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The modification in the rules of compulsory licensing of patents, included in Law 14200 / 2021, does not violate the principles of TRIPs – agreement on Aspects of International Law Related to Trade – to which Brazil is a signatory, but it is an instrument not to be used, said this Friday, 05, the vice president of ABPI – Brazilian Association of Intellectual Property, Gabriel Leonardos. He participated, along with the lawyer Gustavo Morais and the manager of International Affairs at GIPC, Tyler Crowe, in the third module of InterConnect, a series of virtual events promoted by Interfarma – Association of the Pharmaceutical Research Industry to subsidize parliamentarians on health issues. “The practical difficulties for the implementation of the compulsory license in Brazil are gigantic”, said Leonardos.

Leonardos, elected to the ABPI presidency for the 2022-2023 term, said that the Compulsory License, provided for in the legislation, is a legitimate instrument, but Brazil would have to develop macroeconomic conditions to encourage the transfer of technology and the production of medicines. He recalled that only once, in 2007, this device was adopted in the country, with Efavirenz, but its manufacture was only effective three years later. “My criticism of this eagerness for compulsory licenses is that in practice, under current conditions, it is useless,” he explained. Morais added: “The law will not be effective as it requires local manufacturing and involves products that are too complex to be manufactured in the short term.”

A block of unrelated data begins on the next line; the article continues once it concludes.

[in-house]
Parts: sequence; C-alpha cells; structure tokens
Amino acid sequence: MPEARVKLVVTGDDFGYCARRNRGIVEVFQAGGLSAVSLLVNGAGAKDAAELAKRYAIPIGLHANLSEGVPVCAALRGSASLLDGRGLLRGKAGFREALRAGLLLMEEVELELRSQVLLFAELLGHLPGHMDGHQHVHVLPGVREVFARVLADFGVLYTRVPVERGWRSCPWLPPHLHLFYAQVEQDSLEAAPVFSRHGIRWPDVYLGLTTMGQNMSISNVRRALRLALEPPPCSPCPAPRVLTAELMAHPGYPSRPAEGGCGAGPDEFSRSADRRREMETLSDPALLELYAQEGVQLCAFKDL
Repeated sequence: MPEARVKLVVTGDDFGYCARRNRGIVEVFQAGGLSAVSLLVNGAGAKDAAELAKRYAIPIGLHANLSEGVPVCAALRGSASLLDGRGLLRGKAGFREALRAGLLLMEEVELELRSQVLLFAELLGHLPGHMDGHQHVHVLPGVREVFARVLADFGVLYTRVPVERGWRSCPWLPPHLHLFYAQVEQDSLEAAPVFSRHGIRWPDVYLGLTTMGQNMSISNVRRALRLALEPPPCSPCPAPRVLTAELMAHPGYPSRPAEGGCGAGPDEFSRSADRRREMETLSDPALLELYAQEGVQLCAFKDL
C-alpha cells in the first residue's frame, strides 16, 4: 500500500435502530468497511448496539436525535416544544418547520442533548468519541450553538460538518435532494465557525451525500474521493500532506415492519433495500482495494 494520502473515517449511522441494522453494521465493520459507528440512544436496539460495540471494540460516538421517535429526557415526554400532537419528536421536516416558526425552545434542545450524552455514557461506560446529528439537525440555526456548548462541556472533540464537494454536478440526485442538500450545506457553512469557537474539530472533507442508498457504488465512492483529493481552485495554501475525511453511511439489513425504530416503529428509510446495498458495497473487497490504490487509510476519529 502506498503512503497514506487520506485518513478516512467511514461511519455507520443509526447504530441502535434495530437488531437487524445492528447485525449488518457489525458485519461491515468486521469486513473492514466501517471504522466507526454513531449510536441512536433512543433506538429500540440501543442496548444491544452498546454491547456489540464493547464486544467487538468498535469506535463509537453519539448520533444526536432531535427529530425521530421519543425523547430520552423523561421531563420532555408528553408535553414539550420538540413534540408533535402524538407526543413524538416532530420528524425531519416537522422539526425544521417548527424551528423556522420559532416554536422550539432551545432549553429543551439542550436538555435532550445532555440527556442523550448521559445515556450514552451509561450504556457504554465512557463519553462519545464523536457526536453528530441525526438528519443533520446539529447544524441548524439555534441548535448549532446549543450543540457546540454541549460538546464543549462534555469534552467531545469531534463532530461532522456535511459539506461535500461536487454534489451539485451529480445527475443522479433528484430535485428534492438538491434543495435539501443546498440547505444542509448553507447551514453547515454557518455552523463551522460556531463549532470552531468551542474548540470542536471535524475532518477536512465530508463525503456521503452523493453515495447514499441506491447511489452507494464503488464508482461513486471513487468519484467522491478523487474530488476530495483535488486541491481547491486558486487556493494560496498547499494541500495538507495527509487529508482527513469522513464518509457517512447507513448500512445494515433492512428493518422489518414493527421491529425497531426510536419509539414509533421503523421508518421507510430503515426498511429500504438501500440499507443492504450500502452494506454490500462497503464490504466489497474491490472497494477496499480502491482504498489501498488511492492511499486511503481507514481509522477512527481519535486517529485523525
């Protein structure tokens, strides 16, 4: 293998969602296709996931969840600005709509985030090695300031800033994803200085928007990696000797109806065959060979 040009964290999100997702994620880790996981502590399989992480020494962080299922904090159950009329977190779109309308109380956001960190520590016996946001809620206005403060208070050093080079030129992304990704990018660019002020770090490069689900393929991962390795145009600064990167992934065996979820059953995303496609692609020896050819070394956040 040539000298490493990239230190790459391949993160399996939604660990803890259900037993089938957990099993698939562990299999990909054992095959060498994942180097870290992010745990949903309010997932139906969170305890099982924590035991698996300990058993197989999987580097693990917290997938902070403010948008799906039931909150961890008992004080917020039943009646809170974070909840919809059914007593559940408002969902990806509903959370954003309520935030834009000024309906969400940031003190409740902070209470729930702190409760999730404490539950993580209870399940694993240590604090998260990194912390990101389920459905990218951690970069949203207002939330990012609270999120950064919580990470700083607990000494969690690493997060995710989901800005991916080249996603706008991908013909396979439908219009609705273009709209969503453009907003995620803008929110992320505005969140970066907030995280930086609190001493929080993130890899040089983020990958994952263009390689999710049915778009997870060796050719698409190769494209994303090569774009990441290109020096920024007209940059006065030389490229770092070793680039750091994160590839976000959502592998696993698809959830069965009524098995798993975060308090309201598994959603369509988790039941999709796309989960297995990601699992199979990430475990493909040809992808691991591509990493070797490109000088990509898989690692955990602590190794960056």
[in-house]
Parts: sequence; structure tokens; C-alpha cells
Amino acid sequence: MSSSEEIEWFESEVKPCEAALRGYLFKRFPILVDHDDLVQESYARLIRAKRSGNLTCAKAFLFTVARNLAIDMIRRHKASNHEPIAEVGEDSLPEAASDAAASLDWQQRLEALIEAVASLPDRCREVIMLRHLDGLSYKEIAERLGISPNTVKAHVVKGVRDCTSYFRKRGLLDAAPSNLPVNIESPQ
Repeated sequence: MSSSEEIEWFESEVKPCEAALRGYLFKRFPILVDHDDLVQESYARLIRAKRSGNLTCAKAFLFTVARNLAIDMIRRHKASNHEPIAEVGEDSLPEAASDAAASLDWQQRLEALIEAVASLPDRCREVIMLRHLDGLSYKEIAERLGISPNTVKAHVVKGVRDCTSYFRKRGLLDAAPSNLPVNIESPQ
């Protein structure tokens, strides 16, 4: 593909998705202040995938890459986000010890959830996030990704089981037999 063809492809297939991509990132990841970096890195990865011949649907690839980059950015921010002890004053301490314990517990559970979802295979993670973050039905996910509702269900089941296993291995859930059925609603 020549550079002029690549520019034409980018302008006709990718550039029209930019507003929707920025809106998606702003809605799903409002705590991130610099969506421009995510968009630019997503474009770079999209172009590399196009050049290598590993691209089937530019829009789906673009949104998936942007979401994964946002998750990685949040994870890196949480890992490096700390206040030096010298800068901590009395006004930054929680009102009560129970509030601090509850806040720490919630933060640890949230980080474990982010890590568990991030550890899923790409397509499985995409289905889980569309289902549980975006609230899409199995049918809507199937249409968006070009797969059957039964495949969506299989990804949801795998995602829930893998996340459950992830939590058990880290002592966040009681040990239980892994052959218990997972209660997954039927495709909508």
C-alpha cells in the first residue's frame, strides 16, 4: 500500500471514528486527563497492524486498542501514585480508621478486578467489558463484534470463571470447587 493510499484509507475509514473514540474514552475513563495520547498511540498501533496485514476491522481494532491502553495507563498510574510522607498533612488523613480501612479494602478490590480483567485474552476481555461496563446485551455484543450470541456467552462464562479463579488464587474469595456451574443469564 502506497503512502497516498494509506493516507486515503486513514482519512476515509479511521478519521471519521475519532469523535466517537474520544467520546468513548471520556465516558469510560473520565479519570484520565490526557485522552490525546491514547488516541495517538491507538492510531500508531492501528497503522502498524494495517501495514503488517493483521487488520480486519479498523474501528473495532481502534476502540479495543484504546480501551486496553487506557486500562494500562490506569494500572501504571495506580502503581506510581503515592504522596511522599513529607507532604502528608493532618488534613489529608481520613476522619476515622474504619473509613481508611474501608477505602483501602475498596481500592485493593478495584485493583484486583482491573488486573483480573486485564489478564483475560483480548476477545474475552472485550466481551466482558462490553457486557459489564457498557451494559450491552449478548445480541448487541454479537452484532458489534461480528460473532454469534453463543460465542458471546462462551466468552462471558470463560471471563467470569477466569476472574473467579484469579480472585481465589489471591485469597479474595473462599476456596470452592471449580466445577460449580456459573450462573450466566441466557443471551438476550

The vice president of ABPI, in his presentation, gave a brief background on patents, addressing, among others, patentability requirements, international treaties, the role of the INPI – National Institute of Industrial Property and aspects of legislation. In the item on Brazilian biodiversity, he criticized prohibitive items in the legislation. “It could be a shot in the foot: Brazil has the greatest diversity on the planet and (with the restrictions of the Law) we are taking incentives for the sustainable exploration of our biodiversity to bring state-of-the-art technology”, he said. He advocated universal access to health. “Access to health is a civilizing achievement of the 1988 Constitution. What makes access to health unfeasible is a deficient public policy, and not a patent,” he explained.

In his presentation, Morais noted the billion-dollar investments made by pharmaceutical companies in drug development and recalled that the data generated by clinical trials are subject to intellectual property protection. “In Brazil, protection is for ten years in the agrochemical, fertilizer and veterinary areas, but it does not include medicines for human use, which are fundamental in the pharmaceutical area,” he said. In turn, when addressing the importance of the world patent industry in his presentation, the GIPC representative informed that only 12% of drugs that reach the clinical trial stage in the United States are approved for commercialization by regulatory bodies. Crowe emphasized Brazil’s position on the world stage. “Brazil does not participate in a robust way in several international IP treaties and that is why companies may feel legal uncertainty in investing in the country,” he said.